Based on these observations, we propose that ‘epimorphosis’ and ‘morphallaxis’ should no longer be used to classify regeneration phenomena, because regeneration cannot actually be divided into these categories. The more useful concepts of ‘distalization’ and ‘intercalation’ should instead be used to explain the principles of regeneration. Recent regeneration studies using crickets’ legs also support our proposal (Mito et al. 2002; Nakamura et al. 2007).
Is there any molecular commonality in regeneration?
To restore the original structure and function, the most important molecular event is the reorganization of positional information. Here, we propose that ‘distalization’ and ‘intercalation’ may be general principles underlying regeneration. To regenerate all of the lost body parts, organisms initially form the most distal part and then reconstitute the intermediate region by appropriate intercalation of newly generated tissues between the newly formed distal part and the remaining body part. Is there any commonality in the molecular mechanisms underlying regeneration in various organisms?
We suppose that there is no clear commonality of the molecules regulating distalization and intercalation among various organisms, but that there is some commonality of the molecular systems realizing the reorganization of positional information. For example, in the case of planarians, we demonstrated that dorsoventral intercalation may be mediated by the interaction of bone morphogenetic protein (BMP) and its antagonist, Djnlg (the product of Dugesia japonica's noggin-like gene) (Orii et al. 1998; Ogawa et al. 2002b). This molecular interaction may also induce both blastema formation and distalization. Thereafter, in the anterior blastema, the signaling of fibroblast growth factor (FGF) and its neutralizing receptor ‘nou-darake’ is specifically activated to form a brain in the head region (Cebriàet al. 2002a). Such molecular interactions between morphogens and their antagonists/neutralizing receptors are commonly and widely observed to be involved in the production of positional information. In the case of hydra regeneration, Wnt signal-related genes are specifically activated immediately after amputation of the anterior portion (Hobmayer et al. 2000), and the interaction of Wnt and its antagonist dickkopf may then reorganize body patterning along the A–P axis (Augustin et al. 2006; Guder et al. 2006). In the case of leg regeneration of crickets, the formation of the proximodistal axis of a regenerating leg is triggered at a site where ventral wg-expressing cells abut dorsal dpp-expressing cells in the A–P boundary, as postulated in the boundary model modified by Campbell and Tomlinson (Campbell & Tomlinson 1998; Mito et al. 2002; Nakamura et al. 2007). In the case of limb regeneration of amphibians, it has been reported that FGF signaling may have an important role in the stimulation of regeneration (Christen & Slack 1997; Yokoyama et al. 2001). It has also been demonstrated that intercalary regeneration of a Xenopus limb was induced by implantation of an FGF8-soaked bead at stages 52 and 53 (Shimizu-Nishikawa et al. 2003). However, the involvement of molecule(s) antagonizing FGF signaling has not yet been reported in limb regeneration.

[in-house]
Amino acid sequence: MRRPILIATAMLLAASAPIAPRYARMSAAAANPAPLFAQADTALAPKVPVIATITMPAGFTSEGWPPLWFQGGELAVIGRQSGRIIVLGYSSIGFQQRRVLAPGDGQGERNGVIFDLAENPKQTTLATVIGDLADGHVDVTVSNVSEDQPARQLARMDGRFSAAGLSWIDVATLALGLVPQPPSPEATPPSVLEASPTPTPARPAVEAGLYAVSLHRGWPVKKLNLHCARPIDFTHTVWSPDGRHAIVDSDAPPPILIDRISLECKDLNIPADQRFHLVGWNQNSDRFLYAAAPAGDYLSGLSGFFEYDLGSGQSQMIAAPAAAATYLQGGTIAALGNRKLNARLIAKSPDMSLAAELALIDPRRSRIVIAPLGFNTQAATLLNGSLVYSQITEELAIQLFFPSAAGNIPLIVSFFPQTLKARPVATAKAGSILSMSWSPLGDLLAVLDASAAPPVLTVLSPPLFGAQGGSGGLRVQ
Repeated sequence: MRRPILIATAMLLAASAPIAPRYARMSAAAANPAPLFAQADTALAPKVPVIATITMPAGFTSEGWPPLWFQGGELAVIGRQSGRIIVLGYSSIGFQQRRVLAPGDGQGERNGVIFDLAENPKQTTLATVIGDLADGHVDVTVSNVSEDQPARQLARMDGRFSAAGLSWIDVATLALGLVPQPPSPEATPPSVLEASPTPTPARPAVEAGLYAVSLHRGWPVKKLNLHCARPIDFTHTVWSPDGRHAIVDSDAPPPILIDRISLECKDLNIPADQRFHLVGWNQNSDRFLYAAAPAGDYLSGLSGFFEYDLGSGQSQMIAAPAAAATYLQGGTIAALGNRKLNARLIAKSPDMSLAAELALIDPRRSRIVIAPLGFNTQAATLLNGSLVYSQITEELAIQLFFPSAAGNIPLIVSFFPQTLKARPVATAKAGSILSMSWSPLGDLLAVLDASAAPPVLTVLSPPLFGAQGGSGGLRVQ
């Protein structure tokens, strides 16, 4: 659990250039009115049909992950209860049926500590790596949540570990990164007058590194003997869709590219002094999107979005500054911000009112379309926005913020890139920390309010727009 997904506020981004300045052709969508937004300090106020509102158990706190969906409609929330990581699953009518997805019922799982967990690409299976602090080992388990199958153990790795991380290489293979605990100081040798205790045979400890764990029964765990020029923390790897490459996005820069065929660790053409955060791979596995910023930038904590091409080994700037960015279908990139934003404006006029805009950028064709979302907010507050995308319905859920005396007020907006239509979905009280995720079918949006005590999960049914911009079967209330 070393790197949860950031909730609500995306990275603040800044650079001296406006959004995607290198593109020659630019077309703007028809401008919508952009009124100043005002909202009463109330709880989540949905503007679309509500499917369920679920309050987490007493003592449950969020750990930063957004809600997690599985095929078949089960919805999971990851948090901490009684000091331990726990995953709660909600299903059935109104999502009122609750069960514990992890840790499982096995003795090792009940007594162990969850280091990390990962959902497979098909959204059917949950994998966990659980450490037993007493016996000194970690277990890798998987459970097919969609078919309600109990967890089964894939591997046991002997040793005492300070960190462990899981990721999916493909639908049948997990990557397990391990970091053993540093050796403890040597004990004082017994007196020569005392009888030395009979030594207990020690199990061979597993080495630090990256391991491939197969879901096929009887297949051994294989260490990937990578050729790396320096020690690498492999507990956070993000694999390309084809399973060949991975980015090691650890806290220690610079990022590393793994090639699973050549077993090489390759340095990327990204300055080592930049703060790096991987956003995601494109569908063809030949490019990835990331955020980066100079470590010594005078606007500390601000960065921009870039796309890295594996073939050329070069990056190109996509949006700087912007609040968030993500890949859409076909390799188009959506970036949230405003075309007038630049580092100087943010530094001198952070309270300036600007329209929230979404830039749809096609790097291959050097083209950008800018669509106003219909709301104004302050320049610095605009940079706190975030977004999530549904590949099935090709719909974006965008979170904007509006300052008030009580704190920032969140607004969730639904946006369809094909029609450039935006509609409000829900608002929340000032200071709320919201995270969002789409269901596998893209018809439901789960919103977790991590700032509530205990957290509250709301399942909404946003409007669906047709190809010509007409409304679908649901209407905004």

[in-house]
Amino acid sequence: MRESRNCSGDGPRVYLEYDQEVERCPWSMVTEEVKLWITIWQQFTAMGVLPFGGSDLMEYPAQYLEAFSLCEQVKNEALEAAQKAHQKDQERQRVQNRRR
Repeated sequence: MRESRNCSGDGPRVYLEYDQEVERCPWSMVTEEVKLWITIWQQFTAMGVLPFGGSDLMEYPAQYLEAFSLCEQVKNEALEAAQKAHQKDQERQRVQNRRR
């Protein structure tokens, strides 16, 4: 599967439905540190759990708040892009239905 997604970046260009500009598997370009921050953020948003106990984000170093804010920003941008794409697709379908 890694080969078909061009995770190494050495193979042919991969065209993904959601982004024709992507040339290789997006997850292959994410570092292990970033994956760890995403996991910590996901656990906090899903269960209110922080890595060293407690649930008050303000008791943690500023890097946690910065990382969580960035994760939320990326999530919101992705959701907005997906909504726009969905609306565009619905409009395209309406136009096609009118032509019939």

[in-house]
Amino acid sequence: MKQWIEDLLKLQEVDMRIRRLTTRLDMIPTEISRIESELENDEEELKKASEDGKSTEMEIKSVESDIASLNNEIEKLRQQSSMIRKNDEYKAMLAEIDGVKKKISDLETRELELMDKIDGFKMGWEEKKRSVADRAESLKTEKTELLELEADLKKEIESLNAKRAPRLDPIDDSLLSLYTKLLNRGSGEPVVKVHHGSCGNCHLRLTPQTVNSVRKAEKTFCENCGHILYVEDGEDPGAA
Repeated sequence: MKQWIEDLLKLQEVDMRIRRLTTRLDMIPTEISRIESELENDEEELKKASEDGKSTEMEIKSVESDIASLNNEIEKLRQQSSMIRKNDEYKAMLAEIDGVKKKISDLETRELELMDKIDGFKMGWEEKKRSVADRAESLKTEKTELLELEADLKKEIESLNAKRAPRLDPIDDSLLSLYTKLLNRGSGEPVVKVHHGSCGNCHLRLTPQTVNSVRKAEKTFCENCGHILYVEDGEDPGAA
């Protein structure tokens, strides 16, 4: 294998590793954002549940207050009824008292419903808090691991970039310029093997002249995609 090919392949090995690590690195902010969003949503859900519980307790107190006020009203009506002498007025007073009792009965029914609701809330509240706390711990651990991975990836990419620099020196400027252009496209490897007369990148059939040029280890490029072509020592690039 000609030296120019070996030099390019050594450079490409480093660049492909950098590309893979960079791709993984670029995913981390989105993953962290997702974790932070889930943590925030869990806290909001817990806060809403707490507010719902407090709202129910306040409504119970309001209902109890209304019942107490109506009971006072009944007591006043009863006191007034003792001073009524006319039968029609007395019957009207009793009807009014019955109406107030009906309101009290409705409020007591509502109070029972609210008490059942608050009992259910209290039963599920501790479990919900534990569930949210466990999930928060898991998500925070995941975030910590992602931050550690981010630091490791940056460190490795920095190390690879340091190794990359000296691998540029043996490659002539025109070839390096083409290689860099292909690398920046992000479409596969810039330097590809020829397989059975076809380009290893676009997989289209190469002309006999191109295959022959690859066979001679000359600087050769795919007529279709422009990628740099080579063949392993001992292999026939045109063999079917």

Recently, Reversade and De Robertis (2005) have succeeded in elucidating the molecular mechanisms underlying the self-regulation of the complete regeneration of early Xenopus half-embryos. They demonstrated that dorsal (ADMP) and ventral BMP (BMP2/4/7) signals and their extracellular antagonists expressed under opposing transcriptional regulation (Chordin and Sizzled) provide a molecular mechanism for embryonic self-regulation. This model is fascinating and similar types of molecular systems may be involved in distalization and intercalation during regeneration.
Regeneration phenomena have been extensively studied in order to understand how organisms self-organize their complicated body structures. However, the cellular and molecular mechanisms underlying regeneration remained unclear for a long time. We speculate that one of the reasons progress was so slow was the misunderstanding of certain principles of regeneration. In this review we proposed doing away with the classical categorization of regeneration as either ‘epimorphosis’ or ‘morphallaxis’. We emphasize instead that investigating how positional identity is rearranged after amputation is the most important point for understanding regeneration, and that we should investigate what type of cells contribute to reorganization of body regionality and what type of cells participate in the regeneration of lost tissues at the cellular level. Here, we proposed reconsideration of different types of regeneration using ‘distalization’ and ‘intercalation’ as key concepts, and reviewed molecular mechanisms underlying regeneration in terms of these key concepts. In the next review, we will discuss the cell types participating in regeneration after the reorganization of body regionality.
This review was written based on work supported by Grants-in-Aid for Creative Research and Scientific Research on Priority Areas to Kiyokazu Agata.